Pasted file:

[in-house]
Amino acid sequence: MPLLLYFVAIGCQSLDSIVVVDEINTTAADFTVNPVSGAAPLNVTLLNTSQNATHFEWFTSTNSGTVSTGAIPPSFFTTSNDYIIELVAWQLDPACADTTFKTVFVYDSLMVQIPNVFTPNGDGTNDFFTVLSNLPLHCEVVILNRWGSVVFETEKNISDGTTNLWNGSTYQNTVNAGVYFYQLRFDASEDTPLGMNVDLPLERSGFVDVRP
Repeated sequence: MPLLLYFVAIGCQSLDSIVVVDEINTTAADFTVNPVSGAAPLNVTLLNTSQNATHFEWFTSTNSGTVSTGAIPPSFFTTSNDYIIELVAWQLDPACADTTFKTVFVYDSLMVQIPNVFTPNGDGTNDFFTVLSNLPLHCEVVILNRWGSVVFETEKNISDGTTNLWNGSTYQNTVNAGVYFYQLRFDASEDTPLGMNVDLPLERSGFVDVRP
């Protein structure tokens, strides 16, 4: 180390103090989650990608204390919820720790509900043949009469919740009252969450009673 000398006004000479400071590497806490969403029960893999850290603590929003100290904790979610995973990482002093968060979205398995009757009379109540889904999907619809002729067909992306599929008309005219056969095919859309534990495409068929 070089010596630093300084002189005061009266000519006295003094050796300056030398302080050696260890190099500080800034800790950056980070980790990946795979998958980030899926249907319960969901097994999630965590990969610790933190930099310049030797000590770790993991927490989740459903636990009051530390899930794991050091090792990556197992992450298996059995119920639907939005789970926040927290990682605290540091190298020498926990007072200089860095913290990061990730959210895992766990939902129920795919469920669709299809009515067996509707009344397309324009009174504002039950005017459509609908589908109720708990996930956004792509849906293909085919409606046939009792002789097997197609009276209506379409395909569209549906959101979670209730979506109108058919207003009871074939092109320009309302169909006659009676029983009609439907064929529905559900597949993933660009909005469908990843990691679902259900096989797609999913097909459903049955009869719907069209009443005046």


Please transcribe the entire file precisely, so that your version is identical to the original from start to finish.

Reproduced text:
[in-house]
Amino acid sequence: MPLLLYFVAIGCQSLDSIVVVDEINTTAADFTVNPVSGAAPLNVTLLNTSQNATHFEWFTSTNSGTVSTGAIPPSFFTTSNDYIIELVAWQLDPACADTTFKTVFVYDSLMVQIPNVFTPNGDGTNDFFTVLSNLPLHCEVVILNRWGSVVFETEKNISDGTTNLWNGSTYQNTVNAGVYFYQLRFDASEDTPLGMNVDLPLERSGFVDVRP
Repeated sequence: MPLLLYFVAIGCQSLDSIVVVDEINTTAADFTVNPVSGAAPLNVTLLNTSQNATHFEWFTSTNSGTVSTGAIPPSFFTTSNDYIIELVAWQLDPACADTTFKTVFVYDSLMVQIPNVFTPNGDGTNDFFTVLSNLPLHCEVVILNRWGSVVFETEKNISDGTTNLWNGSTYQNTVNAGVYFYQLRFDASEDTPLGMNVDLPLERSGFVDVRP
């Protein structure tokens, strides 16, 4: 180390103090989650990608204390919820720790509900043949009469919740009252969450009673 000398006004000479400071590497806490969403029960893999850290603590929003100290904790979610995973990482002093968060979205398995009757009379109540889904999907619809002729067909992306599929008309005219056969095919859309534990495409068929 070089010596630093300084002189005061009266000519006295003094050796300056030398302080050696260890190099500080800034800790950056980070980790990946795979998958980030899926249907319960969901097994999630965590990969610790933190930099310049030797000590770790993991927490989740459903636990009051530390899930794991050091090792990556197992992450298996059995119920639907939005789970926040927290990682605290540091190298020498926990007072200089860095913290990061990730959210895992766990939902129920795919469920669709299809009515067996509707009344397309324009009174504002039950005017459509609908589908109720708990996930956004792509849906293909085919409606046939009792002789097997197609009276209506379409395909569209549906959101979670209730979506109108058919207003009871074939092109320009309302169909006659009676029983009609439907064929529905559900597949993933660009909005469908990843990691679902259900096989797609999913097909459903049955009869719907069209009443005046």